Relax, TV programmers. The teen viewer isn't going anywhere.
The perception of today's teenagers is that of antsy kids bouncing back and forth between their computer screens and cellphones as they update their Facebook statuses and look at videos on Hulu and YouTube while texting their friends.
The reality is that for all the time teens spend staring at small screens, it's still the television screen that gets most of their attention.
"There is a popularized notion of the typical teenager constantly digitally connected.... In fact, teens consume the vast, vast majority of their video content via traditional television," according to Sanford C. Bernstein & Co. senior analyst Todd Juenger in a new report titled "Why the Internet Won't Kill TV."
Juenger, who follows traditional media companies including CBS and Time Warner, scrutinized data from Nielsen to show that "consumption of television by teens has stubbornly continued to grow, even as new devices have permeated their lives."
Currently, teens watch almost four hours of television a day. Although that is about two hours less than most adults, it is up from the roughly three hours they spent in front of the television in 2004. Adults have always watched more television than teens — even though it is generally assumed that kids, not their hard-working parents, are wasting their time in front of the boob tube.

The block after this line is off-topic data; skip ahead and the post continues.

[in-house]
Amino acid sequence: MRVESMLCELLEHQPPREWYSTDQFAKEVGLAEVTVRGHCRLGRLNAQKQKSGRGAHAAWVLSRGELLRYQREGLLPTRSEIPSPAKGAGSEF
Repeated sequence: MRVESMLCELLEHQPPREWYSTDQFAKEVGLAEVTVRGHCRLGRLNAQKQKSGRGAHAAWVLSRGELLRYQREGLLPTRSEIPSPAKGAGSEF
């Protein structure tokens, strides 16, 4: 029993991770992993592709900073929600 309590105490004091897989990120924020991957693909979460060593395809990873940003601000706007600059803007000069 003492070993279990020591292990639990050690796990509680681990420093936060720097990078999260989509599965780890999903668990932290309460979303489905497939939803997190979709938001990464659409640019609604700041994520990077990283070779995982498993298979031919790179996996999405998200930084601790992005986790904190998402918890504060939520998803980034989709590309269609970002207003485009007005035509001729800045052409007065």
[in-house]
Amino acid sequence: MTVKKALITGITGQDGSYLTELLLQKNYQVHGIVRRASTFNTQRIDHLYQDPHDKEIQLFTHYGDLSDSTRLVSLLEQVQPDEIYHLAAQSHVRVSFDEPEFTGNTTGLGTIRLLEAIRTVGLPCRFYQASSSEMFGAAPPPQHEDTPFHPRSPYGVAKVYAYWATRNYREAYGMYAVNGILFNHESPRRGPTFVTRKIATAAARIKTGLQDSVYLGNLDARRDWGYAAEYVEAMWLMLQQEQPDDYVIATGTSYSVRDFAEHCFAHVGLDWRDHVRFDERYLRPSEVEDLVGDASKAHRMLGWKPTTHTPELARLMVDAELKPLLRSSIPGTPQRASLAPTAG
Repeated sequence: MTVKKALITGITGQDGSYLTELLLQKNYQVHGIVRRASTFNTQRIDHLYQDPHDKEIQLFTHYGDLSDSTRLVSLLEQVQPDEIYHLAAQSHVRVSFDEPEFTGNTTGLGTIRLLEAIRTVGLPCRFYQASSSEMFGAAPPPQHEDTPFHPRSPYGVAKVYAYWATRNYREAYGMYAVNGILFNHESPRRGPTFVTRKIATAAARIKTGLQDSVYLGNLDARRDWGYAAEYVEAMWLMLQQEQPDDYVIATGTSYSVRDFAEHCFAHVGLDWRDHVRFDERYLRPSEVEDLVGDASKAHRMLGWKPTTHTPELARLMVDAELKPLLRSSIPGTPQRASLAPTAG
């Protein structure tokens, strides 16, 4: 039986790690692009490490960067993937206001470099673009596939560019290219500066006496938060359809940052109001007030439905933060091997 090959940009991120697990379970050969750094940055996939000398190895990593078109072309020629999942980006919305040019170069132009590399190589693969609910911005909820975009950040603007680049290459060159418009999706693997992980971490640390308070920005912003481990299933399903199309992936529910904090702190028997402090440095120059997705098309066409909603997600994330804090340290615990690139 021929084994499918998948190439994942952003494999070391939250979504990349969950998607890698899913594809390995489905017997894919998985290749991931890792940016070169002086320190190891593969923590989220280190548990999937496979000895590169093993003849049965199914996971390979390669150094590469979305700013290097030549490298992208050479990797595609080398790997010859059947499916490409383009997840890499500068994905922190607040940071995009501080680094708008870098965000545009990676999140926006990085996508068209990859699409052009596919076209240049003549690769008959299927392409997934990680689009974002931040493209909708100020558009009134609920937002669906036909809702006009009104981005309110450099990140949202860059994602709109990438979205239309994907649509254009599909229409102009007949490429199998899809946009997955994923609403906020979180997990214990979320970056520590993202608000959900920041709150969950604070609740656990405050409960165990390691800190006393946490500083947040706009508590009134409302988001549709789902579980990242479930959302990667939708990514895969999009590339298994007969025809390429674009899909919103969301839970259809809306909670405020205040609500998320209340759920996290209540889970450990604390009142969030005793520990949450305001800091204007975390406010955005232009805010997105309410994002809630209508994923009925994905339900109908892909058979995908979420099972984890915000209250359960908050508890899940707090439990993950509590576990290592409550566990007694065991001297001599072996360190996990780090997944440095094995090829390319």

This is not to say that teens are not embracing new platforms, but rather that those platforms are in addition to television. Teens on average watch only three minutes of video a day via computer or cellphone, which is less than 3% of their overall video consumption.
Advertisers spend about $60 billion a year on television. There is concern inside the TV industry that, as consumers migrate to new media, the commercial dollars will follow. But Juenger noted that, while newspapers have certainly taken a hit from the Internet in terms of both advertising and circulation, television viewing has not.
Teen viewing habits are a concern because networks and advertisers need to establish a relationship with consumers early. Research shows that as people grow older they watch more television. But there is concern that the emergence of new platforms will lead to a dramatic shift in consumption down the road.
The new research suggests that's not happening. Teen TV viewing is increasing at the rate of 2.5% a year.
"So far teens are following historical patterns, and in fact, their usage of traditional TV is increasing," Juenger said.
Juenger said that even if there were indications of teens taking their eyes off the television, it would take at least two decades "before it significantly impacts the size of valuable TV audiences for advertisers."
As for why there is a perception of teens spending less time in front of the television, Juenger blames self-reported surveys.
"It feels cool and hip to be doing the new thing," he said in an interview. "People would probably be embarrassed to admit they watch four hours of television a day."